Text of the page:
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Savings Tax rate

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The chancellor also announced a change in the savings rate band. The new rate of 0% will arise on the first £5,000 of savings income. 

This has opened up a new possibility of increasing income from a limited company with no additional income tax payable whilst at the same time obtaining corporation tax relief. Naturally a company can only pay interest to a director if that director has lent the company money. The most obvious form of lending is by way of a credit balance on a director loan account.

Whilst the interest paid has tax deducted at source under the CT61 procedures, this tax can be recovered if it is covered by both the personal allowance and the new savings rate at 0% (and from 2016/17 by the new personal savings allowance – see below).

Thus a salary of say £8,000 together with interest of up to £7,600 (gross) would benefit from the new rules. The remainder of the income requirement can be made up of dividend which if keeping total gross income below the higher rate threshold results in no further tax to pay. The benefit of including interest instead of dividend in this case is that the interest is tax deductable for the company whilst the dividend is not.

Based on the numbers used above, how does this work? 

The personal allowance for 2015/16 is £10,600. This will be allocated first of all to the salary of £8,000 and the remaining £2,600 will set off against the first £2,600 of interest. That leaves £5,000 interest to be taxed. However the new savings rate band of £5,000 will cover this and as the rate of tax on this income is 0% there is no tax to pay. The company obtains corporation tax relief on the whole of the £15,600.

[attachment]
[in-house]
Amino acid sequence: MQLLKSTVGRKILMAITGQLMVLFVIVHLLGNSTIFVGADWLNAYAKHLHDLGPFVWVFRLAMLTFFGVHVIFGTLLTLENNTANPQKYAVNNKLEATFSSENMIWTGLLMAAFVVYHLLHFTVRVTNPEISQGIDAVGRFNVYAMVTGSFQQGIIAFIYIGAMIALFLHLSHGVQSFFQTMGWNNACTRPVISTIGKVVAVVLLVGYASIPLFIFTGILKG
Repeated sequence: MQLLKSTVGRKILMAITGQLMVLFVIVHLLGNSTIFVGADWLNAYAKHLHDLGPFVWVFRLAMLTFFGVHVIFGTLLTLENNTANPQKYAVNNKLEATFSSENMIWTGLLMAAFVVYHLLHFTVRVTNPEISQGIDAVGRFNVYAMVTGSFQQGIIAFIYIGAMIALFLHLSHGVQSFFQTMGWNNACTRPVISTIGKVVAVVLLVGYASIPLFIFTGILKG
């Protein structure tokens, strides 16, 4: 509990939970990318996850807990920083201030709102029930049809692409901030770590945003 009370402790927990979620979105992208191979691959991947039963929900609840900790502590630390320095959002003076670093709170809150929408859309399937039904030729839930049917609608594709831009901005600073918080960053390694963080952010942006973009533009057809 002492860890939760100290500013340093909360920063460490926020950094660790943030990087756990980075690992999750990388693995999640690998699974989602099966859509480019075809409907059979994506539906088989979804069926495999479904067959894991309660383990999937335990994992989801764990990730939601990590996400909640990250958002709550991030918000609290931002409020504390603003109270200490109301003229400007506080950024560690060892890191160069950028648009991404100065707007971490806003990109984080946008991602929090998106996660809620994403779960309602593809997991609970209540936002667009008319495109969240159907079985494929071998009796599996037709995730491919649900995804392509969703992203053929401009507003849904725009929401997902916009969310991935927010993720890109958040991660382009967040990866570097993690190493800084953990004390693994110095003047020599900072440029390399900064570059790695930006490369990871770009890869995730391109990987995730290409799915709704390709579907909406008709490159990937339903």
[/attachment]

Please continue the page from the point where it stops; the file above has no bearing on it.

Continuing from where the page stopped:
As mentioned above the company will be obliged to deduct tax at 20% on the interest paid but the taxpayer can reclaim this tax when the tax return is completed so there will be a timing issue here in terms of tax paid over to be then reclaimed but there will still be an overall benefit.

The next question is to look at the interest. Naturally if the company has sizeable cash balances H M Revenue & Customs could ask the question why would the company borrow more (i.e. the directors loan account). In addition the question of the rate of interest to charge on an unsecured loan needs to be determined. Care will be needed to ensure this is at a commercial rate from the point of view of both lender and borrower otherwise H M Revenue & Customs could argue that either too much or too little interest has been charged.

This matter would need to be considered on a case by case basis and we shall explore this opportunity with each client as appropriate. 

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